Cellist Ruslan Biryukov, middle, got the ball rolling on forming the Glendale… (Anne Cusack / Los Angeles…)
In an age of shrinking and closing in the arts world, Glendale has news of a different sort: a new orchestra.
The Glendale Philharmonic Orchestra will make its debut Saturday -- a group of 20 under the baton of artistic director and principal conductor Mikael Avetisyan -- at First Baptist Church of Glendale.
And it's all thanks to a few drinks.
Cellist Ruslan Biryukov has performed across the globe alongside world-renowned artists. But it was while performing a chamber music recital at the First Baptist Church of Glendale that the seed was planted for starting the orchestra. Inspired by the concert hall feel and "perfect acoustics" of the 104-year-old church, Biryukov got to talking with the pastor about putting on a concert series. And at a party in September, he mused over the idea of starting an orchestra with Avetisyan.
"Frankly, we were a little bit drunk," Biryukov said. "We started talking about putting together an orchestra to perform the concert series. I mean, it's such a great venue. And we still thought it was a great idea when we were sober."
At a time when the arts scene is losing funding, many questioned whether the idea was so great after all.
"In these kinds of circumstances, nobody would even think to put together an orchestra," Biryukov said. "I was no different from them. If someone told me three months ago I would be giving an interview about starting an orchestra, I would have laughed. It's ridiculous, right? It was a spontaneous thing."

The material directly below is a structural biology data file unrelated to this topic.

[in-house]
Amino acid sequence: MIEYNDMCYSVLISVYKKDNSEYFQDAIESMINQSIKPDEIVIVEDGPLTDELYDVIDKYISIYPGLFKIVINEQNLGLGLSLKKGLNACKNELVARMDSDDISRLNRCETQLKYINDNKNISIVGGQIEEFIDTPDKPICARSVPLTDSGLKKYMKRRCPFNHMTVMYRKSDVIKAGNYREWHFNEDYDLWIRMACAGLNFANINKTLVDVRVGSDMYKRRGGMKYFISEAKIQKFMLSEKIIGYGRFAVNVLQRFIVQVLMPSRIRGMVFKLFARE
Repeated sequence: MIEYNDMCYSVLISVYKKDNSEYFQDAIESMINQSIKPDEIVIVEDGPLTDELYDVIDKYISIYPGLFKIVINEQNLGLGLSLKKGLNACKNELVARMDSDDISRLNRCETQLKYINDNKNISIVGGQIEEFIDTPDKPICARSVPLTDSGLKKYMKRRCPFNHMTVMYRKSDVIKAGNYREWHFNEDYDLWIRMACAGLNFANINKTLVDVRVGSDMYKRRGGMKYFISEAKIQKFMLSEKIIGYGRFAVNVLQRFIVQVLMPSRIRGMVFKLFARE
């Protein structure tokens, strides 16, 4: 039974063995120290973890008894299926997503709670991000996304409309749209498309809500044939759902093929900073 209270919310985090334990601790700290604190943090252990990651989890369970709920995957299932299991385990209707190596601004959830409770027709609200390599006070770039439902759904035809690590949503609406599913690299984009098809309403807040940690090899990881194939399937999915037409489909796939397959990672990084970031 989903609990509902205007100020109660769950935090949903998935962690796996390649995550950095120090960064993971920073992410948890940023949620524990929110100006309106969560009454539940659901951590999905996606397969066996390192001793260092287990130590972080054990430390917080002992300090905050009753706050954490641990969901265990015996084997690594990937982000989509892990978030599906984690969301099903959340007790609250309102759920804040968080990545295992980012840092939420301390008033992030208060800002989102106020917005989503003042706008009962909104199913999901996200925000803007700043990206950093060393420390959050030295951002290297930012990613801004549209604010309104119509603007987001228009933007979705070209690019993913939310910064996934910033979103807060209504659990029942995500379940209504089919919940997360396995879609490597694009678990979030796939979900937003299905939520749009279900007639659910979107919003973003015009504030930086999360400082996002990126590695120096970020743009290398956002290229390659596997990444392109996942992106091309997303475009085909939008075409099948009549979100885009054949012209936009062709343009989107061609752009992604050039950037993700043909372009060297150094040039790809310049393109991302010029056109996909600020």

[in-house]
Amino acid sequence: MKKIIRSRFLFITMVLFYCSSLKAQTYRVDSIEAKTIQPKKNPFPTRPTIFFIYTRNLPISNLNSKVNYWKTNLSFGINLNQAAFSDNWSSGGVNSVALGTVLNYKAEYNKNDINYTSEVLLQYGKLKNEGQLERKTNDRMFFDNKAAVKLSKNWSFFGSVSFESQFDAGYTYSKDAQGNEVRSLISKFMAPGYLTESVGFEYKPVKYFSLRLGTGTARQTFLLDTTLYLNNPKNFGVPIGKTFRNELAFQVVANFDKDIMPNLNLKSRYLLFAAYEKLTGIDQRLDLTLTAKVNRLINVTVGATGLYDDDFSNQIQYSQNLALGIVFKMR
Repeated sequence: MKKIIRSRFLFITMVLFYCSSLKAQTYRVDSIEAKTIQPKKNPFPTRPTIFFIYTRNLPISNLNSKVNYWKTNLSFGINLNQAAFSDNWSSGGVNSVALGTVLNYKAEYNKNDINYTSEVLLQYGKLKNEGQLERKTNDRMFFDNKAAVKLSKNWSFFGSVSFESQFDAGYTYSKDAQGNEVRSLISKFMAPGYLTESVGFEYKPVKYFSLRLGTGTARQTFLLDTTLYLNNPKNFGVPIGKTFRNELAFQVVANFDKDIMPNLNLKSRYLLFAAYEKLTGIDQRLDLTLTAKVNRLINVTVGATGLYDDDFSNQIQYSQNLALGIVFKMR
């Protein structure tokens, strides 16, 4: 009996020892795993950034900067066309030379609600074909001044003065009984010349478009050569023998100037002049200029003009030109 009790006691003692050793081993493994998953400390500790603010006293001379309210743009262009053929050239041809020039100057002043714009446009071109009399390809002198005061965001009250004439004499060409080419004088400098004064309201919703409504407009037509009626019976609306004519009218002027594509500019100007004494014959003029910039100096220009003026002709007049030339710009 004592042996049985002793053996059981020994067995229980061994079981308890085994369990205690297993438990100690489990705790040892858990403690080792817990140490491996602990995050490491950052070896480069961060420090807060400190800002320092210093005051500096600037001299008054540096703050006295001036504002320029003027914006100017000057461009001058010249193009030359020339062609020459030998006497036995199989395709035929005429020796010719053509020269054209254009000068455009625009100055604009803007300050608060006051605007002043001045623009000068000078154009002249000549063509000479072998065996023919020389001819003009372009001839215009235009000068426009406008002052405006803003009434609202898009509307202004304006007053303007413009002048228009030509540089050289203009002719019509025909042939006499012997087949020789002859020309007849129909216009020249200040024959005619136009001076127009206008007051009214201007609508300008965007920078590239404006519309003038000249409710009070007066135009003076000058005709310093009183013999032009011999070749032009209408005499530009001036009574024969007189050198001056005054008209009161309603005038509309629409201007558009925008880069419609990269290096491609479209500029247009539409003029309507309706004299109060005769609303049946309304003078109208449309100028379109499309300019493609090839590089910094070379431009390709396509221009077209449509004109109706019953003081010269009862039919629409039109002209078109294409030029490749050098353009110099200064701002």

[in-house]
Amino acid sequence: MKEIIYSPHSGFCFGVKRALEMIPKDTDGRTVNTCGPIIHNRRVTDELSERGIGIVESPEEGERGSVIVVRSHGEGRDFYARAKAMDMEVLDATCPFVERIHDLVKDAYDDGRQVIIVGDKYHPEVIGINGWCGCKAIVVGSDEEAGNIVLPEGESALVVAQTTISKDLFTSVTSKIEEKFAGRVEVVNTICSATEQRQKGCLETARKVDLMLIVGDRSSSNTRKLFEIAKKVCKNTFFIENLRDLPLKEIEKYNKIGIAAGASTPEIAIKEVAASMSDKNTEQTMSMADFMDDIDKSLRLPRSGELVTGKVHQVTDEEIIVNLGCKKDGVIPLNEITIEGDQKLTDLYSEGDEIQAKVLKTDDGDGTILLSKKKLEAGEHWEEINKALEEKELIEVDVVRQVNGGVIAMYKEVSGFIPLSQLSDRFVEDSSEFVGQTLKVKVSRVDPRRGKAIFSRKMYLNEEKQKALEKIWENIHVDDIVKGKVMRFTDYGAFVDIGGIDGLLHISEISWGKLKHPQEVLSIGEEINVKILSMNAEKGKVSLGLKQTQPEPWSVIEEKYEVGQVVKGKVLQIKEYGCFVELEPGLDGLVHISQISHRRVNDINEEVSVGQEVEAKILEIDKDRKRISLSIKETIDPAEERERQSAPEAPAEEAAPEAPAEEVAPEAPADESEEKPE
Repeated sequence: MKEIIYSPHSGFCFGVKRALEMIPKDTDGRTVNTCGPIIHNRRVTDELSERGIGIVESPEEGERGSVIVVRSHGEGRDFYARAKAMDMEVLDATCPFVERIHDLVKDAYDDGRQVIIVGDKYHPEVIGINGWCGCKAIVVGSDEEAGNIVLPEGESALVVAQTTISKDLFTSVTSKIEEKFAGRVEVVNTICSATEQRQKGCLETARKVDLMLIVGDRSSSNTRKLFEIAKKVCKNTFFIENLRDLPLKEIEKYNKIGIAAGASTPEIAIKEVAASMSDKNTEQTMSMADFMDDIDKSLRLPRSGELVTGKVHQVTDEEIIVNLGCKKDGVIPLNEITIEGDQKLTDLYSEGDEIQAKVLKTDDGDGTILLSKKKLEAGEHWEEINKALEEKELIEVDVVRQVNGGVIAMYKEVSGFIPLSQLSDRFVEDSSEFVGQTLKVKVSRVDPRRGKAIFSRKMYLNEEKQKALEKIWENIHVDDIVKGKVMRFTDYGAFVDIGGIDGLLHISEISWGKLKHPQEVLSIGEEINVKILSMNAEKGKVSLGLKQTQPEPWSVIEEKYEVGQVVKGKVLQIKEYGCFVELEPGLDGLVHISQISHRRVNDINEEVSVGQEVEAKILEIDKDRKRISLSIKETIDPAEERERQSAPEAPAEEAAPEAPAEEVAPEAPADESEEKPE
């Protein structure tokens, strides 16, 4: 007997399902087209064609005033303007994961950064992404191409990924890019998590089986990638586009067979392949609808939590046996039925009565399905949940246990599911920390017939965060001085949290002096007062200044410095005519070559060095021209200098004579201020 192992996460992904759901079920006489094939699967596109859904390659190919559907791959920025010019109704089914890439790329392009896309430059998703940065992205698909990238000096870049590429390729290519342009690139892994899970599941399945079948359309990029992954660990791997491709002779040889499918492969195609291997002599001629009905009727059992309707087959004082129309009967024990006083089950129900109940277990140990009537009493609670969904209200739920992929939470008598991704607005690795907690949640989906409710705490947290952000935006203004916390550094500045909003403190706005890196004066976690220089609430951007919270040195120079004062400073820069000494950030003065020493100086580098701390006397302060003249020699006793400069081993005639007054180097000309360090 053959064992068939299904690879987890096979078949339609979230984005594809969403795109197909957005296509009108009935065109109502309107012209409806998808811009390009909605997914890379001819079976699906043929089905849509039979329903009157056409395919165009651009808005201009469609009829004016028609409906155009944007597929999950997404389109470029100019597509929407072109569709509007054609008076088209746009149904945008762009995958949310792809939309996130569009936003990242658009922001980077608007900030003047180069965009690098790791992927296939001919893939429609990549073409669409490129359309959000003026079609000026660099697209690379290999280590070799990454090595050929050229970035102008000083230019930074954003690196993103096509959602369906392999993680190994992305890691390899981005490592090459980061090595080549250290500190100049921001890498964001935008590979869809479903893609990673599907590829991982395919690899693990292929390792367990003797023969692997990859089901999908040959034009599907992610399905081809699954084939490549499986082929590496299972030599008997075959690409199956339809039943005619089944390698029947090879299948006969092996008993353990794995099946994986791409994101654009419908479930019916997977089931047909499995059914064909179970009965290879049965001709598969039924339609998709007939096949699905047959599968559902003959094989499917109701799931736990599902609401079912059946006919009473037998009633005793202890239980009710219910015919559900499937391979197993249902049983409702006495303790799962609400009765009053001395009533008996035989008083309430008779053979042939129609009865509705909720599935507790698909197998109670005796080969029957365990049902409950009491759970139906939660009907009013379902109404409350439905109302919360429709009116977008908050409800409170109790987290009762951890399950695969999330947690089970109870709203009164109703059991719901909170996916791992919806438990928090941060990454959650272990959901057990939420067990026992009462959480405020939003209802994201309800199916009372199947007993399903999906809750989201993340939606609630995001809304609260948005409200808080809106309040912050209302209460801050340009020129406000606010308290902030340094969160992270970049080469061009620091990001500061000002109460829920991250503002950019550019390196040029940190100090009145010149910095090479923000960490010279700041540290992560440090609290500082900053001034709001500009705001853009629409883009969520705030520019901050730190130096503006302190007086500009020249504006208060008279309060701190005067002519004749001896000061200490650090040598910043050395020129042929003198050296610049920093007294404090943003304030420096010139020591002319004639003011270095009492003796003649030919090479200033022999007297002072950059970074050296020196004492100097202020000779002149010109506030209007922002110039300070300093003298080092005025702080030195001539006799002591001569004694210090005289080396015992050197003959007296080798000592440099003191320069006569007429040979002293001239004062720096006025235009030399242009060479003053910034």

For years, the Glendale Symphony Orchestra was long the source for that. Over its decades-long existence that orchestra has struggled with finances, even coming close to bankruptcy; at one point, it was unable to put on a concert that subscribers had already paid for, prompting it to stop selling subscription tickets. By 2002, the community fixture focused on presenting education programs.
"They were performing a lot," Avetisyan said. "But without finances . . . it gets pretty hard."
Biryukov and Avetisyan are hoping history doesn't repeat itself. The orchestra is a nonprofit organization; it has received a few small donations but is mostly relying on box office sales. And its musicians are "practically donating their time."
"There might be a chance that on Jan. 11 -- my birthday -- I might have to announce our bankruptcy," Biryukov said. "But that's OK. I'm a musician -- it's a rare moment when you get to do something like this. To present the community with something great."
Saturday's concert will include works by Bach, Karl Jenkins, Russian composer Andrey Rubstov and Armenian composers Arno Babajanian and Edward Mirzoyan. If things are successful, the group hopes to add works by Latin American composers, Chinese composers -- "anything the people might enjoy," Avetisyan said. Even pop music.
As it stands now, the orchestra is small, with 20 musicians, mostly from the Los Angeles area. The plan is to expand as the orchestra attracts followers and secures more funds.
Concerts in March and May are scheduled.
"If it goes well, maybe we'll do another in July," Biryukov said. "And hopefully we'll start next season with an established orchestra. Well, actually, hopefully we're still here."